Winter Birding

Ring-necked Ducks by Simon Thompson

Jordan Lake, NC

February 26, 2022

Common Loon by Simon Thompson

Register by clicking the ‘book now’ button above, or by contacting the Ventures office. We accept credit cards for an additional fee (2.9% for MC, Visa, Discover; 3.9% for AmEx), but you may also pay by bank transfer, cash, check, or money order. This Venture is limited to 12 participants

Meet time (morning session), Ebenezer Point: 8 AM: Jordan Lake State Recreational Area, Ebenezer Point (parking lot), Ebenezer Church Road, 2582 Beaver Creek Road, Apex NC 27502. Meet time (afternoon session), New Hope Overlook: 12 noon: New Hope Overlook (parking lot), 339 W.H. Jones Road, New Hill, NC 27562. Cost: $60 Duration: 5-6 hours Unfortunately, our picnic lunches are not currently included in our day trips (until further notice)

 
 
 
 
 
 
 
 
 
 

An easy morning scoping the lake for a variety of wildfowl, grebes, loons and gulls followed by an afternoon walk along some of the park's trails and roadsides. We recommend good hiking boots.

Jordan Lake State Recreation Area is a collection of nine access points around the shoreline of an undeveloped reservoir and totals some 34,000 acres. 80% of the area consists of coniferous plantation and mixed forest, with bottomland hardwood making up the other 20%. This important habitat is dominated primarily by maple, black gum, sweetgum, sycamore, birch, elm and ash, and supports a significant suite of species typically associated with this habitat including prothonotary warbler in the summer months. In the winter months, many ducks, cormorants, grebes and loons use the lake as a rich feeding and safe roosting site.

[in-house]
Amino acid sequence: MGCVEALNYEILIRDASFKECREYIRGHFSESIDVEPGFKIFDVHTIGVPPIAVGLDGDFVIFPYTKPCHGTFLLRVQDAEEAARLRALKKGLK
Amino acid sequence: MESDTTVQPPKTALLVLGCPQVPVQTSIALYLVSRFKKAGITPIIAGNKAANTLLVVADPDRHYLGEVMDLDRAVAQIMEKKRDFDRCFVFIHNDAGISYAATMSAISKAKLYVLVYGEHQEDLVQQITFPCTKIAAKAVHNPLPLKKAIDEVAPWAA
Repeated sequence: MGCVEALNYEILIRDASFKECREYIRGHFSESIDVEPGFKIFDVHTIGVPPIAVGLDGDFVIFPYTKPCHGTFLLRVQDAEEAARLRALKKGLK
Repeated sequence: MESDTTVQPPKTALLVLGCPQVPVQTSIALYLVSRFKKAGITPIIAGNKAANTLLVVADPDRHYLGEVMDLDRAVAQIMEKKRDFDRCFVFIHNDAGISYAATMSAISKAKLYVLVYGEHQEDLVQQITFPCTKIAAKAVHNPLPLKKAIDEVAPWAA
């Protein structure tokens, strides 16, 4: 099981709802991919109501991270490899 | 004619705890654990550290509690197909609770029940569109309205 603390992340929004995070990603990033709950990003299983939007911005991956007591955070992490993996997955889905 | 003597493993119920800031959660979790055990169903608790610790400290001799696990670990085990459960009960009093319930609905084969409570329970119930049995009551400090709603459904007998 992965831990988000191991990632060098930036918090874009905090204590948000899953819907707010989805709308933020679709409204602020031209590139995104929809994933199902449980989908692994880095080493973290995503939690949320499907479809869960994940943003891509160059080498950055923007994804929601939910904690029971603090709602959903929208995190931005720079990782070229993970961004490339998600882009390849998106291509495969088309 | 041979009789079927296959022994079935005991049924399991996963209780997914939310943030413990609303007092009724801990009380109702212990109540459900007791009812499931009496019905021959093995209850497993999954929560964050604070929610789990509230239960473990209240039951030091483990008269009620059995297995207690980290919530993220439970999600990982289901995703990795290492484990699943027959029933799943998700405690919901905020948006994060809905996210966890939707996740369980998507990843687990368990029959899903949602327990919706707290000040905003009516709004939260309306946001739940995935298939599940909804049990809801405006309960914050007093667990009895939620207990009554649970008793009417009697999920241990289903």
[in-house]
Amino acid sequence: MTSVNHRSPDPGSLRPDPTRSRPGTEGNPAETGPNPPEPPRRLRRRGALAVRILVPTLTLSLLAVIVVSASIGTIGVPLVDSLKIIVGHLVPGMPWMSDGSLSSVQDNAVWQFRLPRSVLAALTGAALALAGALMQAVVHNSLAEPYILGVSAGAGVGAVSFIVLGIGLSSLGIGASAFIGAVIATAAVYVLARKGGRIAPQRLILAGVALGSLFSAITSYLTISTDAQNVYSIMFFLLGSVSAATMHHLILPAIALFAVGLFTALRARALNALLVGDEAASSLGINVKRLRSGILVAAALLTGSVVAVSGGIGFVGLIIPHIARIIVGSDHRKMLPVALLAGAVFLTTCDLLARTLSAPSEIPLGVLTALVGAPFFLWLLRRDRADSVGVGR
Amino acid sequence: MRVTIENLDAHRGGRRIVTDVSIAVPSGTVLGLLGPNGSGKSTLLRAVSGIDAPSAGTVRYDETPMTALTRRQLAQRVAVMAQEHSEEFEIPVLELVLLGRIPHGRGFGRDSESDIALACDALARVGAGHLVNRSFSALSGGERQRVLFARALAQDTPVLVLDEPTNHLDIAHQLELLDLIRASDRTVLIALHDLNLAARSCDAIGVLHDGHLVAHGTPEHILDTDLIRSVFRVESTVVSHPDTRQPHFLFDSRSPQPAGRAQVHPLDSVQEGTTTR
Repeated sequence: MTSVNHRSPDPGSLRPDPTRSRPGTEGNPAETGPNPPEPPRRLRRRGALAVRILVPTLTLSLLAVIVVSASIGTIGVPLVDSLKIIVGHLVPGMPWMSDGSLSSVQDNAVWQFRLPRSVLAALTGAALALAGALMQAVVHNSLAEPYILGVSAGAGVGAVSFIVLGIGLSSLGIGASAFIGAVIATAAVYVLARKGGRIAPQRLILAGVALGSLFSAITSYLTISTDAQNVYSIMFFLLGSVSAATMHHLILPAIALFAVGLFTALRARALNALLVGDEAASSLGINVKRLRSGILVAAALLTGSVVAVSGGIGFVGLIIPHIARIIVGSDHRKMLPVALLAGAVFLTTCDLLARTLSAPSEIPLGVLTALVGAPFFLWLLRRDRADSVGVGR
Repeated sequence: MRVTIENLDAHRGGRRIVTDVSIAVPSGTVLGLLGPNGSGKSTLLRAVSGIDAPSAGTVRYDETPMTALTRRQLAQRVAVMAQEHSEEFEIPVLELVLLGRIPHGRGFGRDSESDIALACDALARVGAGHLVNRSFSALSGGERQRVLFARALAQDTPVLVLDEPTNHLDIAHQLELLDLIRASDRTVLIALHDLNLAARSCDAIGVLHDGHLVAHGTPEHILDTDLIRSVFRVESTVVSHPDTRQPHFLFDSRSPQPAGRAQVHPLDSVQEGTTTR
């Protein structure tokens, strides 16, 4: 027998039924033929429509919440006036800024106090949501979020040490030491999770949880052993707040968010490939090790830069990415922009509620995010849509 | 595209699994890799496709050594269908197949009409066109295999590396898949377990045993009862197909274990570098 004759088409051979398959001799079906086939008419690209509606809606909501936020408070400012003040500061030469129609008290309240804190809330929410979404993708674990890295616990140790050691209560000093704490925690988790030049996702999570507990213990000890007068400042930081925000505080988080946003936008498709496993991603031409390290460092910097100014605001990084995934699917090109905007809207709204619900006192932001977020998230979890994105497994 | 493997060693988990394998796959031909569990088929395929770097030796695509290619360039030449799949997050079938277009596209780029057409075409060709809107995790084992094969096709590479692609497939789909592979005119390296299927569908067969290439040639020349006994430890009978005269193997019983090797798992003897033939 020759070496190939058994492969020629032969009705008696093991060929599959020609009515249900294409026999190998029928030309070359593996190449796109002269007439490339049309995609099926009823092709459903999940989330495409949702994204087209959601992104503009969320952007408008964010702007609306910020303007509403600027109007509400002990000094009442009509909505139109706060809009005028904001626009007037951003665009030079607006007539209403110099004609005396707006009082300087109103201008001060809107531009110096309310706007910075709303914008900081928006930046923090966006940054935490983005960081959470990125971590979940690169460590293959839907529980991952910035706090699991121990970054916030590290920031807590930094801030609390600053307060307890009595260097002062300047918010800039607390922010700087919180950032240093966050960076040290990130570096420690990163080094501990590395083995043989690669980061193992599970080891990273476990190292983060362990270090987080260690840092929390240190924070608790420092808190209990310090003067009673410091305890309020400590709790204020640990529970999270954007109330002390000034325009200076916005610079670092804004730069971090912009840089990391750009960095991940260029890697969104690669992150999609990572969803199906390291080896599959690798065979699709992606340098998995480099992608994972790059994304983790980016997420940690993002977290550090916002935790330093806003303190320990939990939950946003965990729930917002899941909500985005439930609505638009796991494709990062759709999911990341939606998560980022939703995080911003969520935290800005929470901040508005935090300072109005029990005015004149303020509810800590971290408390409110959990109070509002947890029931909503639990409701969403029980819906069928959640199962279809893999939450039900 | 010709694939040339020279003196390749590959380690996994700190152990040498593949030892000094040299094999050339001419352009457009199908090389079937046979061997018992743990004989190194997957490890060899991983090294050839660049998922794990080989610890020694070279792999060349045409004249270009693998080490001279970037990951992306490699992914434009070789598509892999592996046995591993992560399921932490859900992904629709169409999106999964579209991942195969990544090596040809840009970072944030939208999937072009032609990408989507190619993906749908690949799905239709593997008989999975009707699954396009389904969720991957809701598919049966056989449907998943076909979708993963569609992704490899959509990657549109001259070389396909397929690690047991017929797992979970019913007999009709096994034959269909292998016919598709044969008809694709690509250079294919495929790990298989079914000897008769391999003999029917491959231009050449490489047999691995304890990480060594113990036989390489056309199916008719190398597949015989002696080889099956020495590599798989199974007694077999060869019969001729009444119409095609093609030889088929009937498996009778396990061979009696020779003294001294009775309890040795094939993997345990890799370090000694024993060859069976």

First settled by Scottish Highlanders in the 1740's, this interesting area is a stone's throw from the new developments at Apex. In fact, you could argue that a fair size of NC's total population actually live within a 75 mile radius of the lake. However, the area has a long human history dating back some 10,000 years and has many Native American archeological sites. Construction of the reservoir started in 1967 by the U.S. Army Corps of Engineers and was finally flooded in 1983. It now serves as the main water supply for the nearby and expanding cities of Durham, Chapel Hill and Apex. It also now serves as one of the best birding sites in the area with over 300 species being recorded in recent history which include rarities such as least bittern, anhinga, white-tailed tropicbird and even a long-billed murrelet way back in 1994! Such a large body of water surely does attract a lot of interesting species at all times of the year, and reminds me of the old adage, that if you build it, they will come.

To get a flavor of the area's birdlife, we will visit two distinct regions of the lake. We'll spend our morning at Ebenezer Point, an area which offers excellent observational opportunities across the area. Here we hope to see species such as bufflehead, ring-necked duck, hooded merganser, Bonapart's gull, American wigeon, horned grebe, common loon, great blue heron, gadwall, northern shoveler, plus raptors such as bald eagle, Cooper's and red-tailed hawks. The total bird list for this site is pretty impressive, with a chance of passerines such as pine warbler, white-breasted nuthatch and wintering hermit thrush, but also roosting owls, so we'll check out the immediate woodlands and creeks also. We'll aim to leave this first site at c.1130 AM and head over to New Hope Overlook, which is about a 10 minute drive to the south. It's the perfect time for a spot of lunch too, so please bring food.

Our second site of the day is New Hope Overlook, a quiet forested area in the southern section of the lake. Here, we'll explore the excellent woodland trails and shore habitat. At this location we hope to see red-headed, pileated woodpecker, brown-headed nuthatch, hermit thrush, roosting owls and hopefully the local belted kingfishers.